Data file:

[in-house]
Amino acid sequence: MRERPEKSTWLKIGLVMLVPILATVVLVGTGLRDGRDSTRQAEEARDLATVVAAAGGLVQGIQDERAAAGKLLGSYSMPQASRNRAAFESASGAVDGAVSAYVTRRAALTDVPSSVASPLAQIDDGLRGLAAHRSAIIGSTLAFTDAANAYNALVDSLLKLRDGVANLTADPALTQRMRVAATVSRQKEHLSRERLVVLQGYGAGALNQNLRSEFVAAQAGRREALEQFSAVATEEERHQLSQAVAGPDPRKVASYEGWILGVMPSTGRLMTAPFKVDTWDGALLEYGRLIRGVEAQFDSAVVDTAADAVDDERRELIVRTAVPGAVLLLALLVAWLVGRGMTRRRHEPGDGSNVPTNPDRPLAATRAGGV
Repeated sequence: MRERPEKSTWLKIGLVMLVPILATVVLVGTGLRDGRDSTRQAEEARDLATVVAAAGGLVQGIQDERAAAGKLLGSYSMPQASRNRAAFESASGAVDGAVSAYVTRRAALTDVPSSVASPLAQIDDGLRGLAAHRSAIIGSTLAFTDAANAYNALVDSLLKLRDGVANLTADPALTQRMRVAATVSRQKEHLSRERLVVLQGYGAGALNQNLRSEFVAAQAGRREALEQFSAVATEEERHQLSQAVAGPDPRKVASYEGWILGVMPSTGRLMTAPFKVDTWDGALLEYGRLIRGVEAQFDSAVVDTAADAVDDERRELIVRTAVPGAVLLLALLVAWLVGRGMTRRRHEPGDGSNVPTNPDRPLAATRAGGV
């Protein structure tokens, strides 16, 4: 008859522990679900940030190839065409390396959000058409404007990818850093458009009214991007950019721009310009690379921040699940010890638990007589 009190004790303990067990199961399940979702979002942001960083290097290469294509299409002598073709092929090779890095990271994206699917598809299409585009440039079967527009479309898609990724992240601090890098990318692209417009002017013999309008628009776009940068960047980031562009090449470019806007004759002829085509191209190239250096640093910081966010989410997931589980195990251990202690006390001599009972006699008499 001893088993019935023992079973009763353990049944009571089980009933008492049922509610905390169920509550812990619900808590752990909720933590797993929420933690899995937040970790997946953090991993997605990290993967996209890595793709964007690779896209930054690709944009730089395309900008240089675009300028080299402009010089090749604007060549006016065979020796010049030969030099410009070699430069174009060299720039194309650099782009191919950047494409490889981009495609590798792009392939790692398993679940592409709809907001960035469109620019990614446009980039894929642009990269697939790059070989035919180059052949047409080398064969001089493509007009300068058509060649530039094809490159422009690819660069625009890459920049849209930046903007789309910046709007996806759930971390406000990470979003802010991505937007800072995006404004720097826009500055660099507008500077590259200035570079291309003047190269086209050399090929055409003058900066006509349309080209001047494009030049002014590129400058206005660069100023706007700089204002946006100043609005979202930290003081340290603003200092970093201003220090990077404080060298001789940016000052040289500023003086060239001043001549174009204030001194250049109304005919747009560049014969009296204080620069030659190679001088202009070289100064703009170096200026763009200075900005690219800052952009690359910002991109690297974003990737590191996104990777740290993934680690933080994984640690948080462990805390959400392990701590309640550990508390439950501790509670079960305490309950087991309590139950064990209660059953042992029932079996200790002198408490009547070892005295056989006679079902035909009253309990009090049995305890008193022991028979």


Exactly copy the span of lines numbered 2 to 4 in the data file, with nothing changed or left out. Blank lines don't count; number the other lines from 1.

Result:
Amino acid sequence: MRERPEKSTWLKIGLVMLVPILATVVLVGTGLRDGRDSTRQAEEARDLATVVAAAGGLVQGIQDERAAAGKLLGSYSMPQASRNRAAFESASGAVDGAVSAYVTRRAALTDVPSSVASPLAQIDDGLRGLAAHRSAIIGSTLAFTDAANAYNALVDSLLKLRDGVANLTADPALTQRMRVAATVSRQKEHLSRERLVVLQGYGAGALNQNLRSEFVAAQAGRREALEQFSAVATEEERHQLSQAVAGPDPRKVASYEGWILGVMPSTGRLMTAPFKVDTWDGALLEYGRLIRGVEAQFDSAVVDTAADAVDDERRELIVRTAVPGAVLLLALLVAWLVGRGMTRRRHEPGDGSNVPTNPDRPLAATRAGGV
Repeated sequence: MRERPEKSTWLKIGLVMLVPILATVVLVGTGLRDGRDSTRQAEEARDLATVVAAAGGLVQGIQDERAAAGKLLGSYSMPQASRNRAAFESASGAVDGAVSAYVTRRAALTDVPSSVASPLAQIDDGLRGLAAHRSAIIGSTLAFTDAANAYNALVDSLLKLRDGVANLTADPALTQRMRVAATVSRQKEHLSRERLVVLQGYGAGALNQNLRSEFVAAQAGRREALEQFSAVATEEERHQLSQAVAGPDPRKVASYEGWILGVMPSTGRLMTAPFKVDTWDGALLEYGRLIRGVEAQFDSAVVDTAADAVDDERRELIVRTAVPGAVLLLALLVAWLVGRGMTRRRHEPGDGSNVPTNPDRPLAATRAGGV
């Protein structure tokens, strides 16, 4: 008859522990679900940030190839065409390396959000058409404007990818850093458009009214991007950019721009310009690379921040699940010890638990007589 009190004790303990067990199961399940979702979002942001960083290097290469294509299409002598073709092929090779890095990271994206699917598809299409585009440039079967527009479309898609990724992240601090890098990318692209417009002017013999309008628009776009940068960047980031562009090449470019806007004759002829085509191209190239250096640093910081966010989410997931589980195990251990202690006390001599009972006699008499 001893088993019935023992079973009763353990049944009571089980009933008492049922509610905390169920509550812990619900808590752990909720933590797993929420933690899995937040970790997946953090991993997605990290993967996209890595793709964007690779896209930054690709944009730089395309900008240089675009300028080299402009010089090749604007060549006016065979020796010049030969030099410009070699430069174009060299720039194309650099782009191919950047494409490889981009495609590798792009392939790692398993679940592409709809907001960035469109620019990614446009980039894929642009990269697939790059070989035919180059052949047409080398064969001089493509007009300068058509060649530039094809490159422009690819660069625009890459920049849209930046903007789309910046709007996806759930971390406000990470979003802010991505937007800072995006404004720097826009500055660099507008500077590259200035570079291309003047190269086209050399090929055409003058900066006509349309080209001047494009030049002014590129400058206005660069100023706007700089204002946006100043609005979202930290003081340290603003200092970093201003220090990077404080060298001789940016000052040289500023003086060239001043001549174009204030001194250049109304005919747009560049014969009296204080620069030659190679001088202009070289100064703009170096200026763009200075900005690219800052952009690359910002991109690297974003990737590191996104990777740290993934680690933080994984640690948080462990805390959400392990701590309640550990508390439950501790509670079960305490309950087991309590139950064990209660059953042992029932079996200790002198408490009547070892005295056989006679079902035909009253309990009090049995305890008193022991028979």